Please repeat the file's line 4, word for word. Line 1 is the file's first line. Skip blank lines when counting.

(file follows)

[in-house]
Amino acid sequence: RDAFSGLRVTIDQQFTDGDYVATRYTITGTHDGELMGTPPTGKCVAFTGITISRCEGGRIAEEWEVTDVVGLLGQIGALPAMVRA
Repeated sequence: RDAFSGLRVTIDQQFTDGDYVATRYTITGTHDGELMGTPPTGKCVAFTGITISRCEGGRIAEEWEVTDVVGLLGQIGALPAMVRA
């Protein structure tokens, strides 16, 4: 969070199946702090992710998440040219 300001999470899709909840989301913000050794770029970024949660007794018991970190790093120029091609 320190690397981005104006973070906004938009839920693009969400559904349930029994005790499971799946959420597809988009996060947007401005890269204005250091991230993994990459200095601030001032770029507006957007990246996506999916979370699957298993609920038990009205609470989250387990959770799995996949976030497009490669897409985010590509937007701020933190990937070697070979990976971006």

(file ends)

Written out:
């Protein structure tokens, strides 16, 4: 969070199946702090992710998440040219 300001999470899709909840989301913000050794770029970024949660007794018991970190790093120029091609 320190690397981005104006973070906004938009839920693009969400559904349930029994005790499971799946959420597809988009996060947007401005890269204005250091991230993994990459200095601030001032770029507006957007990246996506999916979370699957298993609920038990009205609470989250387990959770799995996949976030497009490669897409985010590509937007701020933190990937070697070979990976971006």